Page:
Last night, we tossed and turned in bed like a crazy person with a fever.
Sunday was clear and hot. In the evening, we went to the 19th-century church in Montmorillon for a concert.
Bach, Schubert, Mozart – all were performed on the big organ in back of the church, accompanied by a clarinetist.
The organ is about 30 feet off the ground.
It is set on a wooden platform, ornately carved, and cantilevered out into the church so that it is over the heads of the people sitting in the rearmost pews.
It is built of such sturdy, heavy wood that we thought for a moment the entire ensemble might pitch over onto the crowd below.
That was after all the stops had been pulled out, and a fortissimo thunder arose from the organ. It sounded like the advance of the Red Army on Berlin in 1945. (Elizabeth noted that she thought the organist was abusing the instrument.)
Classical music performed on a huge, old organ in a stone church is always impressive.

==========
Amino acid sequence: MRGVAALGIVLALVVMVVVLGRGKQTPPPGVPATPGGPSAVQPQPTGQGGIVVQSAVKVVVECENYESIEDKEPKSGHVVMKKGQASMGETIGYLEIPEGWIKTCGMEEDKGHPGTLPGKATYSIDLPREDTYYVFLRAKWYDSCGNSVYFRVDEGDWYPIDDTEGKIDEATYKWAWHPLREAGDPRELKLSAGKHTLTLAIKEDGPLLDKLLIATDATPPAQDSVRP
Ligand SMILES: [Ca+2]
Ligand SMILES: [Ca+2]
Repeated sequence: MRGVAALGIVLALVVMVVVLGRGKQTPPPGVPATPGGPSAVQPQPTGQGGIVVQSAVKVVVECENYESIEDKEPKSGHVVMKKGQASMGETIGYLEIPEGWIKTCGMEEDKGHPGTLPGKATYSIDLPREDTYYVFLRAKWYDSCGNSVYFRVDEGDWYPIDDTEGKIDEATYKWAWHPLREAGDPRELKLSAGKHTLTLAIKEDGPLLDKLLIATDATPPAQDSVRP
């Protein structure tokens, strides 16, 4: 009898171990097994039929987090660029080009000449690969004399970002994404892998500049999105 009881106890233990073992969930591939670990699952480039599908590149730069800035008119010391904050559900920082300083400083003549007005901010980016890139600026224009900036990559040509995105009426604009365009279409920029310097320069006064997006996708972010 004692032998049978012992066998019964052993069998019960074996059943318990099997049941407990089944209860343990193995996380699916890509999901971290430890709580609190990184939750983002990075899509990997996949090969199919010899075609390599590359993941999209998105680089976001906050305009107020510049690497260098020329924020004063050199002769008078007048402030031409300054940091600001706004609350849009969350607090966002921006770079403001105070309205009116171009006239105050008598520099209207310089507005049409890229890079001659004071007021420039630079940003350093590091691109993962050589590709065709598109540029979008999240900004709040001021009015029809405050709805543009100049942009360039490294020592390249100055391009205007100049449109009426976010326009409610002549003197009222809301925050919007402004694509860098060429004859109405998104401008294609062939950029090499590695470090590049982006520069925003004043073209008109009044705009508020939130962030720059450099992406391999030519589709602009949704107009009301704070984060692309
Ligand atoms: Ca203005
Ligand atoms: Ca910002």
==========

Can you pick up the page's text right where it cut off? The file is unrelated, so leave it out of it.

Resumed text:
But there were a couple of times when we thought that Bach was just toying with us… or that he had lost the plot, wandering up and down the scales with no clear destination.
Our favorite, “Concierto de Aranjuez,” by Rodrigo, haunted our sleep.
It is a piece with an undercurrent of sweet melancholy such as what you might find echoed in the Diary from time to time.
Yes, we laugh at economists, politicians, and popular myths. But beneath it – like an unrelenting, dark accompaniment of “Concierto de Aranjuez” – is the age-old lament that everything you care about inevitably comes to an end.
The musical highlight of the evening was “Ave Maria” by Franz Schubert.
It was, after all, Mary’s big night: the eve of her assumption into Heaven.
Appropriately uplifting and bright, “Ave Maria” was Schubert’s hit song of 1825. It was composed as “The Lady of the Lake” and adapted to the Catholic prayer addressed to the mother of Jesus.